Best of Enemies
A rich, extraordinarily fascinating account of the Buckley-Vidal debates that’s sure to have many viewers’ minds constantly shuttling between then and now.
Clint Eastwood's "True Crime'' follows the rhythm of a newspaperman's day. For those who cover breaking news, many days are about the same. When they begin, time seems to stretch out generously toward the deadline. There's leisure for coffee and phone calls, jokes and arguments. Then a blip appears on the radar screen: an assignment. Seemingly a simple assignment. Then the assignment reveals itself as more complicated. The reporter makes some calls. If there's anything to the story at all, a moment arrives when it becomes, to the reporter, the most important story in the world. His mind shapes the form it should take. He badgers sources for the missing pieces. The deadline approaches, his attention focuses, the finish line is the only thing visible, and then facts, story, deadline and satisfaction come all at the same time. A deadline reporter's day, in other words, is a lot like sex. Eastwood uses this rhythm to make "True Crime'' into a wickedly effective thriller. He plays Steve Everett, a reporter for the Oakland Tribune. Steve used to work out East, but got fired for "screwing the owner's under-age daughter.'' The movie's Web page says he worked for the New York Times, but this detail has been dropped from the movie, no doubt when the information about the owner's daughter was added. Now he's having an affair with the wife of Findley, his city editor (Denis Leary).
Everett's personal life is a mess. His wife, Barbara (Diane Venora) knew he cheated when she married him, but thought it was only with her. Now they have a young daughter, but Everett seems too busy to be a good dad (there's a scene where he pushes her stroller through the zoo at a dead run). Everett's also a little shaky; he was a drunk until two months ago, when he graduated to recovering alcoholic. He's assigned to write a routine story about the last hours of a man on Death Row: Frank Beachum (Isaiah Washington), convicted of the shooting death of a pregnant clerk in a convenience store.
Both the city editor and the editor-in-chief (James Woods) know Everett is a hotshot with a habit of turning routine stories into federal cases, and they warn him against trying to save Beachum at the 11th hour. But it's in Everett's blood to sniff out the story behind the story. He becomes convinced the wrong man is going to be executed. "When my nose tells me something stinks--I gotta have faith in it,'' he tells Beachum.
This is Eastwood's 21st film as a director and experience has given him patience. He knows that even in a deadline story like this, not all scenes have to have the same breakneck pace. He doesn't direct like a child of MTV, for whom every moment has to vibrate to the same beat. Eastwood knows about story arc, and as a jazz fan, he also knows about improvising a little before returning to the main theme.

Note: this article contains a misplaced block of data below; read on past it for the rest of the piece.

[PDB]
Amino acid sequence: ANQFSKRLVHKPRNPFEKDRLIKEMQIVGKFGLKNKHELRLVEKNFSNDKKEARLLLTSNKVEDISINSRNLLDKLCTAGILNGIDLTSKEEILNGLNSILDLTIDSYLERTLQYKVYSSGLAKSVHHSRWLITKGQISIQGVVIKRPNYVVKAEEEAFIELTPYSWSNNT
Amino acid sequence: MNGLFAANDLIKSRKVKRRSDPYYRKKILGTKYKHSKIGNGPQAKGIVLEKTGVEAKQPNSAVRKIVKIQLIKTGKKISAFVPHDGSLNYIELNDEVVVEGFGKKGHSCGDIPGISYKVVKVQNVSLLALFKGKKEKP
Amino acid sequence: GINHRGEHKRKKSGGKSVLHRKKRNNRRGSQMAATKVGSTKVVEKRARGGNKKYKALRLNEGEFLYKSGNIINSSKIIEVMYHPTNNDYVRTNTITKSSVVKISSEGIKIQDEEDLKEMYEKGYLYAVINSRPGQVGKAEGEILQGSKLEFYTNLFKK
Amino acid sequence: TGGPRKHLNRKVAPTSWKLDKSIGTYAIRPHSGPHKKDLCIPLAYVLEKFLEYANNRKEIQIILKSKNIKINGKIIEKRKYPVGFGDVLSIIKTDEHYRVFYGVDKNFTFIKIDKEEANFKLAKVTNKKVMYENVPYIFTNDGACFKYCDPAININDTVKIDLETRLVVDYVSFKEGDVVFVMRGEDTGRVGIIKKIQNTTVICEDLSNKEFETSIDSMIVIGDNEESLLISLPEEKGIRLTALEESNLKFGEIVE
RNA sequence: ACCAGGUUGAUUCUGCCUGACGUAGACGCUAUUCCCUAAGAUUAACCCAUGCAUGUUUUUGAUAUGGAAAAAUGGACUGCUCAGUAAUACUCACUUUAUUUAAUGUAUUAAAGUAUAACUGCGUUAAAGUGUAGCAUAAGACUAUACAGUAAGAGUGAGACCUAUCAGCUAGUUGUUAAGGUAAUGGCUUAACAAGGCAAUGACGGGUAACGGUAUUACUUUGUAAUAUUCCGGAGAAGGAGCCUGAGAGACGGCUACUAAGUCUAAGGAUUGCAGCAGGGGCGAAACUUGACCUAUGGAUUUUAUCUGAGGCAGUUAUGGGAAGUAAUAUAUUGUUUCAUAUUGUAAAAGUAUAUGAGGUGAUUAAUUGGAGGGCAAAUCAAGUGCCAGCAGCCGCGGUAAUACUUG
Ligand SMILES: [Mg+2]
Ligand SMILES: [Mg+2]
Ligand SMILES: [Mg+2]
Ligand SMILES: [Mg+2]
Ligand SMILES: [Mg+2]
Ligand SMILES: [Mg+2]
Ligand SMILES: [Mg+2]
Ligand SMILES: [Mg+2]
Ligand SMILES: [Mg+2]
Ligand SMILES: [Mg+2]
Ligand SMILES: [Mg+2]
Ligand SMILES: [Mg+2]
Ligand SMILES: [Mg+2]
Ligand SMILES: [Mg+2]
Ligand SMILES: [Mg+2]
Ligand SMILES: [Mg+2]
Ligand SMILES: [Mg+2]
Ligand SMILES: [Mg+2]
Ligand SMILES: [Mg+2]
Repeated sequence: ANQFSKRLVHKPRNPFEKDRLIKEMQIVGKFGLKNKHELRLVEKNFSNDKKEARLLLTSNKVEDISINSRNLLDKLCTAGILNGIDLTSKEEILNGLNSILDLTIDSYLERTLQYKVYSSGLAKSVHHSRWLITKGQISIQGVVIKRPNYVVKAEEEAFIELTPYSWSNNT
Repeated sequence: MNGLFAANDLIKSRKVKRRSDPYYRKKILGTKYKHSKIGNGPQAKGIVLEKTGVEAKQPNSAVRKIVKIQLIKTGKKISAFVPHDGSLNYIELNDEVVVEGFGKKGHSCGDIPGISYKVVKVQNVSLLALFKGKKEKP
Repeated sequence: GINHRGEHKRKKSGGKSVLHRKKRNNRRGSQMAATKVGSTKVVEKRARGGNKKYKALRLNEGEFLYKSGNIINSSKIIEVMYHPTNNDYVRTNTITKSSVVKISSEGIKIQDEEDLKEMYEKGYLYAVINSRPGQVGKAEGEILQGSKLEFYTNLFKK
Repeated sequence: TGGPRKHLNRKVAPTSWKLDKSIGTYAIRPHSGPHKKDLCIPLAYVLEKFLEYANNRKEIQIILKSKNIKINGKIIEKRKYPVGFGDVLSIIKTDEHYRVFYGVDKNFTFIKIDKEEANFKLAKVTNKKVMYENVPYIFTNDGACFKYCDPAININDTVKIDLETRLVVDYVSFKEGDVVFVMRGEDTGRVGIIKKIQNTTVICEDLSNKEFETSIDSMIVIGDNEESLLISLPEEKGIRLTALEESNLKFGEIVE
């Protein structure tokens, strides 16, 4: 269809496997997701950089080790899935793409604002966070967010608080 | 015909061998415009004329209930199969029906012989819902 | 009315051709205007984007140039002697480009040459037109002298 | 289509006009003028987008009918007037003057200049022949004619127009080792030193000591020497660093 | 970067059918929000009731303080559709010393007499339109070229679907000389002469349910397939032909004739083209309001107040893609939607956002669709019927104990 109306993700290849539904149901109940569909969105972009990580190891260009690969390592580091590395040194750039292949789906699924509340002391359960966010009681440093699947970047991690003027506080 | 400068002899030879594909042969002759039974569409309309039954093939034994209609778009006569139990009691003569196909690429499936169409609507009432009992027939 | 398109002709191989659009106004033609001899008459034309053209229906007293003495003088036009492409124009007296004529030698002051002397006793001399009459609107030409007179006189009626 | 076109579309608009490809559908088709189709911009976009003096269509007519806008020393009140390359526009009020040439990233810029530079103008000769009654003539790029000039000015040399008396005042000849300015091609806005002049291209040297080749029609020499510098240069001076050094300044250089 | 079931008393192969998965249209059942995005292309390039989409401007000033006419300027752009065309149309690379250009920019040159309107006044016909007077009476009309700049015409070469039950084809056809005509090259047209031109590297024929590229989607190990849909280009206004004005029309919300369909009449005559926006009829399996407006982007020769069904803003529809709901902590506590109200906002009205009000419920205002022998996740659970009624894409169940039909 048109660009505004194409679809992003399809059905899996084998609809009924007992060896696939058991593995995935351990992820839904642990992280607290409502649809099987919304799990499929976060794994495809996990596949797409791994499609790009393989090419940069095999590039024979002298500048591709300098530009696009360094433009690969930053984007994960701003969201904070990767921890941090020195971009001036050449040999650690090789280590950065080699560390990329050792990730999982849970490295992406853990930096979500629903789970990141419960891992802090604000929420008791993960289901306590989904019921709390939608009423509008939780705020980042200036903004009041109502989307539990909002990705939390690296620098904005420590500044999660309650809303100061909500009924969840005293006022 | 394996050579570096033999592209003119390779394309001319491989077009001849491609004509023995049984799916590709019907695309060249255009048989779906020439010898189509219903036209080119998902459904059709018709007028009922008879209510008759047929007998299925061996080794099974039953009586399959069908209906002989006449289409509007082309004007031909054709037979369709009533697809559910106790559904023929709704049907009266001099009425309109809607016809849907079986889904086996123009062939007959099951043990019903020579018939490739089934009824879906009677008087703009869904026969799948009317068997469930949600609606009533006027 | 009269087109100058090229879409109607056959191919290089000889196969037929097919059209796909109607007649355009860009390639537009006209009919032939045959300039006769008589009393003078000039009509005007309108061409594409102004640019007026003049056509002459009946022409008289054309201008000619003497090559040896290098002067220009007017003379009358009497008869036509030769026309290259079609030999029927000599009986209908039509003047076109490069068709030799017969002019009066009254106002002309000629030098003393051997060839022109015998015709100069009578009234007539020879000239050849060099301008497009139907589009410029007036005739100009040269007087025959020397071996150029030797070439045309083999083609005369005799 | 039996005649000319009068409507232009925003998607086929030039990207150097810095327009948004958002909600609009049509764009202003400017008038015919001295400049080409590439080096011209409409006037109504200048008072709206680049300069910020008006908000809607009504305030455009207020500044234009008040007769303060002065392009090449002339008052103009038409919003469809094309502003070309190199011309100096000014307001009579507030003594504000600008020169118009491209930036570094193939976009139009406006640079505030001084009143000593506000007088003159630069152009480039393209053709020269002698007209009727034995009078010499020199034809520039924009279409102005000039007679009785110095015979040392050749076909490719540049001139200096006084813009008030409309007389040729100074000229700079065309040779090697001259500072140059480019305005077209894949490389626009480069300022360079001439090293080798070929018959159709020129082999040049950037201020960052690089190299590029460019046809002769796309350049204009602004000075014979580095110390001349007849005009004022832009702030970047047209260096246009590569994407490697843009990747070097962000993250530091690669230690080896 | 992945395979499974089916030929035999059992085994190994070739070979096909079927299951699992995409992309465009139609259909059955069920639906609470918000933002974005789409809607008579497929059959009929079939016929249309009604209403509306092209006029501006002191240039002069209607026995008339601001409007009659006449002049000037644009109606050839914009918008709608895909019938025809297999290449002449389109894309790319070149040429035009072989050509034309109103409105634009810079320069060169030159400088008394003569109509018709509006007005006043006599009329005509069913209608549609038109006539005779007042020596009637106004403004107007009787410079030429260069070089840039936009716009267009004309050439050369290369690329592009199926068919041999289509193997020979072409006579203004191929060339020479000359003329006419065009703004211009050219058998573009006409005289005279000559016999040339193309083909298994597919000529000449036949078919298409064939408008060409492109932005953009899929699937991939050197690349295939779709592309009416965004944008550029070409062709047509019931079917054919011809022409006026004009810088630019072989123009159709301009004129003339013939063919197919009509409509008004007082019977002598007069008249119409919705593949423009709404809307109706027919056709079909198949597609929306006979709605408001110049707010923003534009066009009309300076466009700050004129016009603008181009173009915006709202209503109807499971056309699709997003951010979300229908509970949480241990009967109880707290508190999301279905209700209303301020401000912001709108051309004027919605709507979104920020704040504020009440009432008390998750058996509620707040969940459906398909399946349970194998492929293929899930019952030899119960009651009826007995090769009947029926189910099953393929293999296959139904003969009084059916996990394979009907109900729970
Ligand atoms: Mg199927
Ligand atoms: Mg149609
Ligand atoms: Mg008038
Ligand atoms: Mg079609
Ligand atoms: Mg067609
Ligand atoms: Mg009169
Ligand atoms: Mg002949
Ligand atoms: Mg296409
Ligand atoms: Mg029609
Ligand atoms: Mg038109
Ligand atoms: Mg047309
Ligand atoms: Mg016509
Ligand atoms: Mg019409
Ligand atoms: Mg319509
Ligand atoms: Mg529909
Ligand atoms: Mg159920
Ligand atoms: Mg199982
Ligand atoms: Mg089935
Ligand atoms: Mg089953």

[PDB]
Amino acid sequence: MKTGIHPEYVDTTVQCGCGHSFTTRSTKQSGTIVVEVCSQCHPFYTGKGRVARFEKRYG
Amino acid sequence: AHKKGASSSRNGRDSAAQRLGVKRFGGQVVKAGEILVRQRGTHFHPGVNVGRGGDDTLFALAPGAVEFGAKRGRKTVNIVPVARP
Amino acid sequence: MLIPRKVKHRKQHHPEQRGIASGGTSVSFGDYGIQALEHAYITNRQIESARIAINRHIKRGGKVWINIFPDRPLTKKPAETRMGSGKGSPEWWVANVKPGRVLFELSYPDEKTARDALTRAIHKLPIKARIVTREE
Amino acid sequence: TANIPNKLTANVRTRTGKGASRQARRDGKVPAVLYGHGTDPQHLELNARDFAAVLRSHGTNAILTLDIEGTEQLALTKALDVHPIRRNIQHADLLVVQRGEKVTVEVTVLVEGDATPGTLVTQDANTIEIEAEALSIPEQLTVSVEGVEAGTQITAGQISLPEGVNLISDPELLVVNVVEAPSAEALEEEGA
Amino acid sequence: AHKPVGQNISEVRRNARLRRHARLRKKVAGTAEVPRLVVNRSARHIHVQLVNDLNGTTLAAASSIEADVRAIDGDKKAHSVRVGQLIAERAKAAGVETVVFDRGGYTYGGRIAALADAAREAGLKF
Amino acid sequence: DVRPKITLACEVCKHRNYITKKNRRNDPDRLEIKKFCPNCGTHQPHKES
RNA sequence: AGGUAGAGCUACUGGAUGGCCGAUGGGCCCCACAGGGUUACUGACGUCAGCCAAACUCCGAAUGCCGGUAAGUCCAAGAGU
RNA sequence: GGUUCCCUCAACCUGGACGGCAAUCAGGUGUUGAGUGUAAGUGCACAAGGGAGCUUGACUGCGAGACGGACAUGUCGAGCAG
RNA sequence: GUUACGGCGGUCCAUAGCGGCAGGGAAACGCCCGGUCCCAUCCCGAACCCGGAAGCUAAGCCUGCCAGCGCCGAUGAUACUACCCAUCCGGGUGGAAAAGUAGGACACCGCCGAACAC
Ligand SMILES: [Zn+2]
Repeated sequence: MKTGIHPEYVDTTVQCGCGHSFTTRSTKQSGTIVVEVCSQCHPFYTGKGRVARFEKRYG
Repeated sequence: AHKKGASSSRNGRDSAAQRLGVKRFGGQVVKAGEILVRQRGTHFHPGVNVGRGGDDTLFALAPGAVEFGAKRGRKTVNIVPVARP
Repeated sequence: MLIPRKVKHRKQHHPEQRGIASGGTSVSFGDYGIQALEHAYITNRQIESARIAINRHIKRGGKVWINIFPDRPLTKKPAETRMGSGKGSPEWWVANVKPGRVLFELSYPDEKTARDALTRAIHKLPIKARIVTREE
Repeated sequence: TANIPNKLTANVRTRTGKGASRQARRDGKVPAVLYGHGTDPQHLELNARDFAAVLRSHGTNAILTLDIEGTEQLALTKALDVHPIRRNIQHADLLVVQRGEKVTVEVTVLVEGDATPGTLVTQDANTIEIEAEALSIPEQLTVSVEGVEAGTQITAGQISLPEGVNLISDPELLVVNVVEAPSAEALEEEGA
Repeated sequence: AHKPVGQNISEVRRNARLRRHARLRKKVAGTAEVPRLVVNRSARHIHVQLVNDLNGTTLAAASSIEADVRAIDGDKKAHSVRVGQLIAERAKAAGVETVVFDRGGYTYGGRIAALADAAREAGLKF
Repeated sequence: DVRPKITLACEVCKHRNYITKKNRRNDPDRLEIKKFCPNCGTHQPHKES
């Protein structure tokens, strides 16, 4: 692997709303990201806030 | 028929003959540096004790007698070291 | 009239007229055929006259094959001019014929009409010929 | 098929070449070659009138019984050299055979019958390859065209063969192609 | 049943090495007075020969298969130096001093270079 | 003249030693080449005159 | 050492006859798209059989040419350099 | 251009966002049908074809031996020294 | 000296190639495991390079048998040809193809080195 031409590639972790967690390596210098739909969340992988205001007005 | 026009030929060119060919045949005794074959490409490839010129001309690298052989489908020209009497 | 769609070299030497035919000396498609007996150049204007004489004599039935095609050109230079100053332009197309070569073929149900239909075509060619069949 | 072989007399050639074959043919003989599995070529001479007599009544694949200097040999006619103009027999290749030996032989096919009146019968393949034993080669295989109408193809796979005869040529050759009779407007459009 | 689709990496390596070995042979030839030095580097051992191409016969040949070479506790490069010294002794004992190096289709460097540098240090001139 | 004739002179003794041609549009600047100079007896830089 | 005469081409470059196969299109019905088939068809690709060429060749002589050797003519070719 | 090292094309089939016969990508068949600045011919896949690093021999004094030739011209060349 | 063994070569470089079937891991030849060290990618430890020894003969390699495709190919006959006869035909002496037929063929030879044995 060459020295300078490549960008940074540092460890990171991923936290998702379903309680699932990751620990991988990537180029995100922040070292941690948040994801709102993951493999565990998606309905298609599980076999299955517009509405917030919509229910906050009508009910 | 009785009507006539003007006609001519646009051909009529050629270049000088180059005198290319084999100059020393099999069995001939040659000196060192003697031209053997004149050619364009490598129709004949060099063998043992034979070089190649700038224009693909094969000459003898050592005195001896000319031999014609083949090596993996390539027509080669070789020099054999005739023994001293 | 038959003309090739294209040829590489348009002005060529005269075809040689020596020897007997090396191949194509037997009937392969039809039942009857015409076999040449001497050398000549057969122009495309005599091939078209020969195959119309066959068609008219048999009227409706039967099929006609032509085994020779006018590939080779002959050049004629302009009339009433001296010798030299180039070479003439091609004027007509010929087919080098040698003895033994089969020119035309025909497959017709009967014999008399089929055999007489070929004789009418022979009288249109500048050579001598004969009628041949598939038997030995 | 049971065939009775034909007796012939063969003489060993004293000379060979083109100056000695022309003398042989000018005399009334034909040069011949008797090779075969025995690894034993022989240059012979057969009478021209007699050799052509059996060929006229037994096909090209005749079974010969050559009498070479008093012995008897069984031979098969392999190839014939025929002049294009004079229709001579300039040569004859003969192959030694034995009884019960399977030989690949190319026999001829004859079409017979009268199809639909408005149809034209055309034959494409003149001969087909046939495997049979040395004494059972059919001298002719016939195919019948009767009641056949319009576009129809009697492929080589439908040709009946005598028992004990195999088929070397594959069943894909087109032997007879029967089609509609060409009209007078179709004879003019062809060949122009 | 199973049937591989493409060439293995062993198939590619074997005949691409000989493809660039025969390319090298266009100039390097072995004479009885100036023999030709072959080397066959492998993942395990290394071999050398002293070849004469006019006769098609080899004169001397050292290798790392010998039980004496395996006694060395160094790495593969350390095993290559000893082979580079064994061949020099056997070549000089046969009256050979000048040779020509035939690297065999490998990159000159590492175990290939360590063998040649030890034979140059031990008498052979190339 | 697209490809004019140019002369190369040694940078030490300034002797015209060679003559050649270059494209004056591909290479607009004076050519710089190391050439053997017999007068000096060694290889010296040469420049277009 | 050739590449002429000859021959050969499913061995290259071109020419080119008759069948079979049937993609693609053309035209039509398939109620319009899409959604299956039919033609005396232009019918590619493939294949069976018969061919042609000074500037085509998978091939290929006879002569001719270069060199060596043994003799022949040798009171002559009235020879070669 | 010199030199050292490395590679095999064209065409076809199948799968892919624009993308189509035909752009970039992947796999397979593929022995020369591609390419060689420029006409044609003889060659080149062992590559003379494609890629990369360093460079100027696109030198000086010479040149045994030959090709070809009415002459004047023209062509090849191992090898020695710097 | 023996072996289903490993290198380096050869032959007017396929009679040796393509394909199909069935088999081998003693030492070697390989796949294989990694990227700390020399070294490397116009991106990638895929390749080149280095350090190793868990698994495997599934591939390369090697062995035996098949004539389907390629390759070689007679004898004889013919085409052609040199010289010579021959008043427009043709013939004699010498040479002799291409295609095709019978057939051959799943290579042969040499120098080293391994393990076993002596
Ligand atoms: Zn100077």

"True Crime'' has a nice rhythm, intercutting the character's problems at home, his interviews with the prisoner, his lunch with a witness, his unsettling encounter with the grandmother of another witness. And then, as the midnight hour of execution draws closer, Eastwood tightens the noose of inexorably mounting tension. There are scenes involving an obnoxious prison chaplain and a basically gentle warden, and the mechanical details of execution. Cuts to the governor who can stay the execution. Tests of the telephone hotlines. Battles with Everett's editors. Last-minute revelations. Like a good pitcher, Eastwood gives the movie a nice slow curve and a fast break.
Many recent thrillers are so concerned with technology that the human characters are almost in the way. We get gun battles and car chases that we don't care about, because we don't know the people firing the guns or driving the cars. I liked the way Eastwood and his writers (Larry Gross, Paul Brickman and Stephen Schiff) lovingly added the small details. For example, the relationships that both the reporter and the condemned man have with their daughters. And a problem when the prisoner's little girl can't find the right color crayon for her drawing of green pastures.
In England 25 years ago, traditional beer was being pushed off the market by a pasteurized product that had been pumped full of carbonation (in other words, by American beer). A man named Richard Boston started the Real Beer Campaign. Maybe it's time for a movement in favor of Real Movies. Movies with tempo and character details and style, instead of actionfests with Attention Deficit Syndrome. Clint Eastwood could be honorary chairman.
This message came to me from a reader named Peter Svensland. He and a fr...
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